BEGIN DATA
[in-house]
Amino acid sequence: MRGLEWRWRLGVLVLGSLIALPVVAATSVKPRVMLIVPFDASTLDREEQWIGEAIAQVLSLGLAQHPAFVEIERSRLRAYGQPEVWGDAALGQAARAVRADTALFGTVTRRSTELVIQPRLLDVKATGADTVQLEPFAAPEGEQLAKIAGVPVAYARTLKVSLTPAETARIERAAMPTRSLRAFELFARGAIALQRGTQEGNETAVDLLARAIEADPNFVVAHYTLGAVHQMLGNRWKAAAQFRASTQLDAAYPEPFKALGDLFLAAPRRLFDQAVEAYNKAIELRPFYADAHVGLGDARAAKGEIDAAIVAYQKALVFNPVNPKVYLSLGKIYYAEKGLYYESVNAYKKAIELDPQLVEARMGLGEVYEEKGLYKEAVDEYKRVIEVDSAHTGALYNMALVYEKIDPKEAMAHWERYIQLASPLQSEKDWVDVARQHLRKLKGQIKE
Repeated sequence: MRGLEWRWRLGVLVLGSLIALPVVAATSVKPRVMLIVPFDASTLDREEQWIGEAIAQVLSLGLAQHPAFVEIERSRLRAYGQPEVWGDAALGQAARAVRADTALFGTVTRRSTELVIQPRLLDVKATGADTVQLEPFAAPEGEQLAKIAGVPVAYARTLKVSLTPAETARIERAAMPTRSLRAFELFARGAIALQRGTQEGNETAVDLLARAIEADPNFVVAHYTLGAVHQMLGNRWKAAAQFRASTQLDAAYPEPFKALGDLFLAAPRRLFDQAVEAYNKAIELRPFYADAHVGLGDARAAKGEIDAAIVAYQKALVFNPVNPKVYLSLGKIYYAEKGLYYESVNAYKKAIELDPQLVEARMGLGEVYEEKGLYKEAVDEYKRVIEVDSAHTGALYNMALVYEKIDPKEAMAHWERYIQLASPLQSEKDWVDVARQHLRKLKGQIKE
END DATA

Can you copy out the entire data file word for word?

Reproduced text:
[in-house]
Amino acid sequence: MRGLEWRWRLGVLVLGSLIALPVVAATSVKPRVMLIVPFDASTLDREEQWIGEAIAQVLSLGLAQHPAFVEIERSRLRAYGQPEVWGDAALGQAARAVRADTALFGTVTRRSTELVIQPRLLDVKATGADTVQLEPFAAPEGEQLAKIAGVPVAYARTLKVSLTPAETARIERAAMPTRSLRAFELFARGAIALQRGTQEGNETAVDLLARAIEADPNFVVAHYTLGAVHQMLGNRWKAAAQFRASTQLDAAYPEPFKALGDLFLAAPRRLFDQAVEAYNKAIELRPFYADAHVGLGDARAAKGEIDAAIVAYQKALVFNPVNPKVYLSLGKIYYAEKGLYYESVNAYKKAIELDPQLVEARMGLGEVYEEKGLYKEAVDEYKRVIEVDSAHTGALYNMALVYEKIDPKEAMAHWERYIQLASPLQSEKDWVDVARQHLRKLKGQIKE
Repeated sequence: MRGLEWRWRLGVLVLGSLIALPVVAATSVKPRVMLIVPFDASTLDREEQWIGEAIAQVLSLGLAQHPAFVEIERSRLRAYGQPEVWGDAALGQAARAVRADTALFGTVTRRSTELVIQPRLLDVKATGADTVQLEPFAAPEGEQLAKIAGVPVAYARTLKVSLTPAETARIERAAMPTRSLRAFELFARGAIALQRGTQEGNETAVDLLARAIEADPNFVVAHYTLGAVHQMLGNRWKAAAQFRASTQLDAAYPEPFKALGDLFLAAPRRLFDQAVEAYNKAIELRPFYADAHVGLGDARAAKGEIDAAIVAYQKALVFNPVNPKVYLSLGKIYYAEKGLYYESVNAYKKAIELDPQLVEARMGLGEVYEEKGLYKEAVDEYKRVIEVDSAHTGALYNMALVYEKIDPKEAMAHWERYIQLASPLQSEKDWVDVARQHLRKLKGQIKE